FREMANTLE Ports has announced increased efforts to recycle waste from cruise ships.

According to FP, research showed waste from cruise ships visiting Fremantle had been going to deep burial with no recycling occurring.

But an initiative to bring together the various parties resulted in a better outcome.

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Port environmental advisor Rebecca James said Fremantle Ports’ research found cruise ships visiting Fremantle had sophisticated waste separation systems but limited opportunities to offload material for recycling.

“To meet Australia’s strict biosecurity requirements, all separated recyclables were combined with other garbage when offloaded and deep buried in compliance with a biosecurity agreement with the Department of Agriculture and Water Resources,” Ms James said.

“Fremantle Ports liaised with DAWR to find a recycling solution that would ensure biosecurity risks were managed, while allowing recyclables to be recycled and not end up in landfill in Western Australia.”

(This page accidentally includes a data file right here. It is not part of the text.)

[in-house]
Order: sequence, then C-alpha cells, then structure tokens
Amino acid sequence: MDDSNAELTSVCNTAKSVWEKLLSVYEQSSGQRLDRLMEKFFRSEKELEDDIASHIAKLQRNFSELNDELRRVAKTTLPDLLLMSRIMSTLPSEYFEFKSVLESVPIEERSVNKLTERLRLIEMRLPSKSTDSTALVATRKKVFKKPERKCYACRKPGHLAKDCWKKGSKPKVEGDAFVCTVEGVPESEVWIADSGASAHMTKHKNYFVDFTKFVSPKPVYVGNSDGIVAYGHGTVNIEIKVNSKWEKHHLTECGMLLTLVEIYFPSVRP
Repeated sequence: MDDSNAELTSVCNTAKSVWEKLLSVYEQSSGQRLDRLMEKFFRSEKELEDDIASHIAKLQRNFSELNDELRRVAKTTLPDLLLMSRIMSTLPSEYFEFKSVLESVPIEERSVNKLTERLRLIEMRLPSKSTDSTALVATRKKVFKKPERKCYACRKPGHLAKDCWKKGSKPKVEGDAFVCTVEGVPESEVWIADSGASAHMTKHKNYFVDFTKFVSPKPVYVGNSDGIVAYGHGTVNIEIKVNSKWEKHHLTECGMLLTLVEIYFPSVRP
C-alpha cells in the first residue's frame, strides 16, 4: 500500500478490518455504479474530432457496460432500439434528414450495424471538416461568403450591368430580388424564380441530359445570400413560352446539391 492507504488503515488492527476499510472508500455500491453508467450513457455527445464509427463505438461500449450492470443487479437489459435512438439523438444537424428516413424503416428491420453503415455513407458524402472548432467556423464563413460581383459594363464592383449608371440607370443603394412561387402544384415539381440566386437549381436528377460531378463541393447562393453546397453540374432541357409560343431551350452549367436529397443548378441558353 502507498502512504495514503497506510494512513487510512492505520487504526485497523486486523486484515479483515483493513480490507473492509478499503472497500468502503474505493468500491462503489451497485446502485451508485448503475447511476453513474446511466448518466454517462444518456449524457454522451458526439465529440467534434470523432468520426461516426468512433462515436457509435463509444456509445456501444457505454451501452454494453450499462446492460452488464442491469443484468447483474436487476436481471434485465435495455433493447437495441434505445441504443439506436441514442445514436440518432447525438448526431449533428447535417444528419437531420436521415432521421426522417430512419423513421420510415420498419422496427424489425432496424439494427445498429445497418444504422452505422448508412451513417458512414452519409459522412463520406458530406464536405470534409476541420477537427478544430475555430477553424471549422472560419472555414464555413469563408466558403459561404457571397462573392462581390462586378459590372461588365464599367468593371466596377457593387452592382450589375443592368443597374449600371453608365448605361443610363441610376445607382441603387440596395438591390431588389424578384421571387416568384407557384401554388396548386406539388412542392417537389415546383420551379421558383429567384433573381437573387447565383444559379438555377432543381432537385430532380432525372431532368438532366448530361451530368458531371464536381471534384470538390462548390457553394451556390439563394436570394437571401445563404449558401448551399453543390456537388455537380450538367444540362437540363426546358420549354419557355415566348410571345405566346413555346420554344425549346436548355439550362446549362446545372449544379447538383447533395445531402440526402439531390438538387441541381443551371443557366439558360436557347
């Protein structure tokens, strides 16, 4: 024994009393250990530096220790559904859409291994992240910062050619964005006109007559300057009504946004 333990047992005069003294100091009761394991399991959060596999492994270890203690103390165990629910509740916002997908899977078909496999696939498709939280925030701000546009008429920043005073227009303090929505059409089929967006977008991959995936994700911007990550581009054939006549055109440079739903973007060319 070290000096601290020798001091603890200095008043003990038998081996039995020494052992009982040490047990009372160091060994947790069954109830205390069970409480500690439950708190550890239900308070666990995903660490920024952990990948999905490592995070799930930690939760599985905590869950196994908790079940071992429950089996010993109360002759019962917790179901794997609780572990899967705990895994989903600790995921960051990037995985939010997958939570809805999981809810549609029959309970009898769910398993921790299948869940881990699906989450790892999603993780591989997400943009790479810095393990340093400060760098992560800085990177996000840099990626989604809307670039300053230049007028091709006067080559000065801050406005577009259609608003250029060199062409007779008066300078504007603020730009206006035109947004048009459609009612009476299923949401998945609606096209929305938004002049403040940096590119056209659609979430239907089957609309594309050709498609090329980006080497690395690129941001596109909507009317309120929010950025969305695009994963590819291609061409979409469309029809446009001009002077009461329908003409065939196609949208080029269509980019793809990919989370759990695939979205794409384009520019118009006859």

Fremantle Ports hosted a workshop in October 2018 along with representatives from DAWR, resource management company SUEZ, shipping agents and stevedores, to progress the initiative.

Ms James said all parties were keen to assist in finding a workable solution and an agreement was reached between the agencies.

“Under the new process, material segregated for recycling is inspected by DAWR officers to ensure that it is clean and all biological material has been removed,” she said.

“Since November 2018, SUEZ has been sending approved recyclables from some cruise ships offloading in Fremantle to recycling, rather than them ending up in landfill.”

She said other biosecurity waste would continue to go to deep burial.

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